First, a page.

Natalie is a semi-retired freelance writer grieving the death of her young grandniece. The beautiful college student was killed in a fall from a four-story building. Was it an accident, suicide, murder? That’s what Natalie is determined to find out.
Set in the tropical paradise of Hawaii, this convivial mystery unfolds leisurely as Natalie sets out to determine exactly what happen, why, and whether or not foul play was involved. Hiding her connection to the deceased, she rents the actual apartment from which her grandniece fell so she can learn more about individuals who may or may not have been involved in the untimely death. These individuals include a Chinese landlady with a multifarious history, a handyman thought to be religious but also perhaps righteously indignant, a sullen hanger-on with questionable ties to the owners and the property, and a roommate mentioned but inexplicably unseen.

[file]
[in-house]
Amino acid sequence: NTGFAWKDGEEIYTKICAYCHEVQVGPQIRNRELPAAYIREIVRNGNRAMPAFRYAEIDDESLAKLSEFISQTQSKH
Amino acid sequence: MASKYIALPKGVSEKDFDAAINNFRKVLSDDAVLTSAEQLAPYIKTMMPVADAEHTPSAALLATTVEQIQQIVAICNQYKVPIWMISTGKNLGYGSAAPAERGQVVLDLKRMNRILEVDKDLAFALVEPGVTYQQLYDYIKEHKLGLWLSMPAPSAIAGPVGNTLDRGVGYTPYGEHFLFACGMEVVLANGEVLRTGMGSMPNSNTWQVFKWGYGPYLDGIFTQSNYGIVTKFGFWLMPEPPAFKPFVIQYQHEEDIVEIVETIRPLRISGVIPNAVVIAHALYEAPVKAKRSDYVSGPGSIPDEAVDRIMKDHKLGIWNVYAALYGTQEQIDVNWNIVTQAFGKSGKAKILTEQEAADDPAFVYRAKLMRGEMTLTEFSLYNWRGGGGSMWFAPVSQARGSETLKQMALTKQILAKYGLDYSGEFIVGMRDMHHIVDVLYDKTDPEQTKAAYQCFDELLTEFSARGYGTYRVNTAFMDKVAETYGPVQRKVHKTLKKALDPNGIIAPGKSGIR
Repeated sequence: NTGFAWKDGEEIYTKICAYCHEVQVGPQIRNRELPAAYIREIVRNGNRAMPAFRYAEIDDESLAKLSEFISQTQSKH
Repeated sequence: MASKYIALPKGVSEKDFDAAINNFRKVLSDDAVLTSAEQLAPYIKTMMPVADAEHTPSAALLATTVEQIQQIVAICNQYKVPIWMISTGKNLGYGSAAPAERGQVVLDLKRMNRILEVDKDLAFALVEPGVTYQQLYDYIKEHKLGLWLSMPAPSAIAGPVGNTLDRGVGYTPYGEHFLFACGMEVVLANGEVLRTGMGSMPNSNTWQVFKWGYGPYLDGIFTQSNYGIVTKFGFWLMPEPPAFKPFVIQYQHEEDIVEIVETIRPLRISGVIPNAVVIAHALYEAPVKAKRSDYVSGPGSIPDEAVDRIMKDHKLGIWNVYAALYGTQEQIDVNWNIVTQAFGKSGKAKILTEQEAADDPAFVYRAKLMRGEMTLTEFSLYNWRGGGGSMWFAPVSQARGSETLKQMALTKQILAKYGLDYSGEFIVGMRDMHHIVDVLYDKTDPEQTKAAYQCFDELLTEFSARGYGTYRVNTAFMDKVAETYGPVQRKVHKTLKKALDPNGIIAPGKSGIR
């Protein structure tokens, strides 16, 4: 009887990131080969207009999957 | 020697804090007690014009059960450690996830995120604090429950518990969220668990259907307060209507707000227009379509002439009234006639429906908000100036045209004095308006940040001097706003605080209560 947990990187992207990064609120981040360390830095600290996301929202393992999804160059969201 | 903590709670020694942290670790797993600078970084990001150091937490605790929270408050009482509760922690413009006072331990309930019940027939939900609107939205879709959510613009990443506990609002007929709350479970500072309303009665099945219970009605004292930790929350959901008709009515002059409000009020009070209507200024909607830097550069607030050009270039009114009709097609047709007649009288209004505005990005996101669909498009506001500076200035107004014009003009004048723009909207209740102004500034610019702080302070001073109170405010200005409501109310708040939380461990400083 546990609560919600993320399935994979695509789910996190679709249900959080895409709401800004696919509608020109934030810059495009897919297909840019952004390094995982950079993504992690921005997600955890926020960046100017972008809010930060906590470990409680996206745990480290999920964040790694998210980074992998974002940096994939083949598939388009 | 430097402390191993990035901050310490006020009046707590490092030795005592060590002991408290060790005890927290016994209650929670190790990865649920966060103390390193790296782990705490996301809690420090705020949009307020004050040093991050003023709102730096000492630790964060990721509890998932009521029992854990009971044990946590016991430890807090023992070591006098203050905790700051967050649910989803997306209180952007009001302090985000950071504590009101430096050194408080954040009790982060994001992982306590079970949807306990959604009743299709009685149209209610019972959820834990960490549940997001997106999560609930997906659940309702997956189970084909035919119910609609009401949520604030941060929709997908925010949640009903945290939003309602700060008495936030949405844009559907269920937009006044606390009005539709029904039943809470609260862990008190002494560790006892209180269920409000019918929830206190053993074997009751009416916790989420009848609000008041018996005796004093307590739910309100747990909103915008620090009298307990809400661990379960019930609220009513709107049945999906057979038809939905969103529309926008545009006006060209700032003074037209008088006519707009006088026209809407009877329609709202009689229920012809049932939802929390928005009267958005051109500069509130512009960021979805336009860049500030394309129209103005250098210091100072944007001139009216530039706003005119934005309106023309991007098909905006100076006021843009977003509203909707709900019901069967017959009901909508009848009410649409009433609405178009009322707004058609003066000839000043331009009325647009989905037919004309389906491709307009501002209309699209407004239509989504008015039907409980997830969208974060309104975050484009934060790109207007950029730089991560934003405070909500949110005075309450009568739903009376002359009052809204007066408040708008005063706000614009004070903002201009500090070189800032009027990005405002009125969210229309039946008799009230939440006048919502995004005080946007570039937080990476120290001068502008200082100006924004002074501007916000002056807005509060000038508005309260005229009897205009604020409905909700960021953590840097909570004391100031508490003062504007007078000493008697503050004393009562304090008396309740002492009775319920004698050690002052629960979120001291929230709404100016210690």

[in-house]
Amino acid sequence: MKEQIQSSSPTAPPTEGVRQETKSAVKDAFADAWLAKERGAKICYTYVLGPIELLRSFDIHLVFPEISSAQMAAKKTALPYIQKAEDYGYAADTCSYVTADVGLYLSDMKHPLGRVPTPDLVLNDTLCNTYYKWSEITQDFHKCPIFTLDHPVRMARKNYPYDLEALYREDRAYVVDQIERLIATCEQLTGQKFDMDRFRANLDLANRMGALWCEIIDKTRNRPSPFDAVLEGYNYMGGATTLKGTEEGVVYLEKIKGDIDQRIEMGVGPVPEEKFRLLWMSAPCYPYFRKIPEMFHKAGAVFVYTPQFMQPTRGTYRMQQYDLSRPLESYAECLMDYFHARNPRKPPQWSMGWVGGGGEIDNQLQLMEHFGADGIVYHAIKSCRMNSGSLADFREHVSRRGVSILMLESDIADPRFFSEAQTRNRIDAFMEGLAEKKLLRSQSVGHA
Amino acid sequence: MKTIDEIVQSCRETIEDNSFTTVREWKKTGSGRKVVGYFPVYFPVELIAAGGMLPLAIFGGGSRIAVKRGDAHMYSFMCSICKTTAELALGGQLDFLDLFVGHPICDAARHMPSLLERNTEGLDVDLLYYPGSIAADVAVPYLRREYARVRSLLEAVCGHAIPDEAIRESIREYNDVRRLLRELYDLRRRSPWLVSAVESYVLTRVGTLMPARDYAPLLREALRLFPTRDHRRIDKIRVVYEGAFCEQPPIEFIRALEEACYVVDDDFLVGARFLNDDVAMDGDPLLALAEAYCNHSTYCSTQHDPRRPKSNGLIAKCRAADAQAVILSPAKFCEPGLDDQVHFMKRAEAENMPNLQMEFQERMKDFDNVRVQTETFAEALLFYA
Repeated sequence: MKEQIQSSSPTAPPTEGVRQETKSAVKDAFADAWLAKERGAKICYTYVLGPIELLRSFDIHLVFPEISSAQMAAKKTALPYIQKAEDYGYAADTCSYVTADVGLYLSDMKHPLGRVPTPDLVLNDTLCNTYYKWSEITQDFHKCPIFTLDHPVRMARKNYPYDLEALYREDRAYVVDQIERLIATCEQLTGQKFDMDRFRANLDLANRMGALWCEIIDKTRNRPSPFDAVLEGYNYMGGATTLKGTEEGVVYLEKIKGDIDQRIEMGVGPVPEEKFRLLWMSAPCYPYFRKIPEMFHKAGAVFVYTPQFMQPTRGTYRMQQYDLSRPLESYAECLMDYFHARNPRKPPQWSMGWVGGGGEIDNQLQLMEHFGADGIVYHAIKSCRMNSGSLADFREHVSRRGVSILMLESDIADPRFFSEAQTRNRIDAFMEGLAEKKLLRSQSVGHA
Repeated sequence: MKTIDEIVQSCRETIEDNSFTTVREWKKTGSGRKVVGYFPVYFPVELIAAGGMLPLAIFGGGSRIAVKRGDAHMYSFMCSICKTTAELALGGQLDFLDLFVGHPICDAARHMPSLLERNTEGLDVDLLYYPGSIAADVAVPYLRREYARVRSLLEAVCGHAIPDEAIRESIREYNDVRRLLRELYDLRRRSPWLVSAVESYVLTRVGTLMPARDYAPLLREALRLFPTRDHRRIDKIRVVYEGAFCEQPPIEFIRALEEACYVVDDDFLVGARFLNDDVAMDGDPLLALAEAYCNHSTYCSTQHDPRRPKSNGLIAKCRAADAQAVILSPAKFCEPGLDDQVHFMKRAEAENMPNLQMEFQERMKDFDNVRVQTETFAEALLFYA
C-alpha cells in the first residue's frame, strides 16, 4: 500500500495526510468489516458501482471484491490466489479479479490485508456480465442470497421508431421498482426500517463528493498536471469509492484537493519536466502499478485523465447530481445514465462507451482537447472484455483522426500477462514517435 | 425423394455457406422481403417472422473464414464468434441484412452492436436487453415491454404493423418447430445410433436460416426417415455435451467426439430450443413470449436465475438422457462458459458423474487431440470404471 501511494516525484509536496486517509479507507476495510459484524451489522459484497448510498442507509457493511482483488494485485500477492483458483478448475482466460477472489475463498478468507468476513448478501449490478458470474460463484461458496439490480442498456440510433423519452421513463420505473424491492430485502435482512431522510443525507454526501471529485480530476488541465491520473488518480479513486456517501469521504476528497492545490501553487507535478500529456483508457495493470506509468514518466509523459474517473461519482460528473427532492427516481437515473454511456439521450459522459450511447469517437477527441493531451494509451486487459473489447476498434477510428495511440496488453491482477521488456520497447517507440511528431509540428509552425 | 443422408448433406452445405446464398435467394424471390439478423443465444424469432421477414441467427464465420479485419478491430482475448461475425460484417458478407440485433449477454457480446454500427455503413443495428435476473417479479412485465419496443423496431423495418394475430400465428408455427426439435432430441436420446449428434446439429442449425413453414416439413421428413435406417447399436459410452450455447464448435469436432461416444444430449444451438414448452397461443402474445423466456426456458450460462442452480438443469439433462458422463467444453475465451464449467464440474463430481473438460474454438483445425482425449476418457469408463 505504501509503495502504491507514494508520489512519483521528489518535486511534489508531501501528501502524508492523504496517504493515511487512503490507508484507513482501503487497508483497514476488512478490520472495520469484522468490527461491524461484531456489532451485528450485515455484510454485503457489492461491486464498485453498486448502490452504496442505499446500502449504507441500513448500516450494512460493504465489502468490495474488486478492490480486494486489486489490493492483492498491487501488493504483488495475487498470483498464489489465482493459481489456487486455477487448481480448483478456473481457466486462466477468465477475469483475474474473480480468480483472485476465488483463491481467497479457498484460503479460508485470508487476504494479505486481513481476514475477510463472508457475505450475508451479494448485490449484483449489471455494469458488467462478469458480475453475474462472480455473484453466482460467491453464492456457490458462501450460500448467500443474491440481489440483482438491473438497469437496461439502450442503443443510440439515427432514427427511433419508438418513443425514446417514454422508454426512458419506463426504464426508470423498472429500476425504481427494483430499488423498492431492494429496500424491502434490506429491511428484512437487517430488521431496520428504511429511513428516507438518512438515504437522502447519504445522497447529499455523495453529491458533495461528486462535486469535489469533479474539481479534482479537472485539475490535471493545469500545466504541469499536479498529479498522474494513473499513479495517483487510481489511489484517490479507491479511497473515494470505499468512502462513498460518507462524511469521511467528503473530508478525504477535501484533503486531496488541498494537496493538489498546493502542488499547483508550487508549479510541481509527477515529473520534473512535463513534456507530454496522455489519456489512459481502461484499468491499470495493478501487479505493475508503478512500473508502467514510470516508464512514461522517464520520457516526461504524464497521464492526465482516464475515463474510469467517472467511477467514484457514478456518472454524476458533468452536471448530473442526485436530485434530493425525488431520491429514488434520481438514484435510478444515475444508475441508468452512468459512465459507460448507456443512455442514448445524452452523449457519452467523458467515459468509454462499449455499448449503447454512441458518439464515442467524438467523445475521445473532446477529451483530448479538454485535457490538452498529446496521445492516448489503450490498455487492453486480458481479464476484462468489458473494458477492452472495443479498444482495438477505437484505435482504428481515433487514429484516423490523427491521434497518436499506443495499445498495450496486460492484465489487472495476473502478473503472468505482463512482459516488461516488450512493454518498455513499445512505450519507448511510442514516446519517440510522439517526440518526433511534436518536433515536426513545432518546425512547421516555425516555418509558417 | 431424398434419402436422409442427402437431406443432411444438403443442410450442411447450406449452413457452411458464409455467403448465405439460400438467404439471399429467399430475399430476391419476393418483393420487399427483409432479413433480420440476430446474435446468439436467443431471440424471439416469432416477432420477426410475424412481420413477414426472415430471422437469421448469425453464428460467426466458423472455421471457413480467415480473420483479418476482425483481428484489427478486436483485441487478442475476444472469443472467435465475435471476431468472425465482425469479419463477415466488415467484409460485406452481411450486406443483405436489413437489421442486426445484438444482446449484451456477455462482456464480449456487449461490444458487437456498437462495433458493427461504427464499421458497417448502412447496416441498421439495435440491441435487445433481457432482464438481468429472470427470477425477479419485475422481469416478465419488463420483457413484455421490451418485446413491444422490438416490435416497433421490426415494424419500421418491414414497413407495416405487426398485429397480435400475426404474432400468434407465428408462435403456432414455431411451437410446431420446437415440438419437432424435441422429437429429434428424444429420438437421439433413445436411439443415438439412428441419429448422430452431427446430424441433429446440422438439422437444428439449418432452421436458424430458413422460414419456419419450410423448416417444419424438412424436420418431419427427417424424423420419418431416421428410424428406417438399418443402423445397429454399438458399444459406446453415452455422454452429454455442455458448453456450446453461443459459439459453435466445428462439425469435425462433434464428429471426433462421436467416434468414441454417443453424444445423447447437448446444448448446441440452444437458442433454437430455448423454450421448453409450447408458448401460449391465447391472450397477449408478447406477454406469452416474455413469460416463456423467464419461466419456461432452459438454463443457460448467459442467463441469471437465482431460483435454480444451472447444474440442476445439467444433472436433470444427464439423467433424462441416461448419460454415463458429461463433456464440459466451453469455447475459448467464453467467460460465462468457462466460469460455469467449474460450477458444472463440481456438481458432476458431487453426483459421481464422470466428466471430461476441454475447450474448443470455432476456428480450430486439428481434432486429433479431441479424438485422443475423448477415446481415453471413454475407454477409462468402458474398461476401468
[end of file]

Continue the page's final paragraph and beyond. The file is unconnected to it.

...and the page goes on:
Natalie is a protagonist who will inevitably draw comparisons to Jessica Fletcher from Murder She Wrote, perhaps even to Agatha Christie’s Jane Marple. Similar to those intellectually endowed ladies, Natalie brings precise observation and keen insight to her task. However, she also employs an additional armament not shared by those feminine sleuths. Natalie has visions—visions that enable her to see, sense, and feel more than the average person. The trick is interpreting those visions correctly. In this debut whodunit, Burrows-Johnson displays a fine eye for detail, a sharp ear for dialogue, and a commendable commitment to tie up loose ends. Her descriptions of time, place, history, and more make up in substance what may be lacking in suspense. One suspects this is only the beginning of Natalie’s adventures.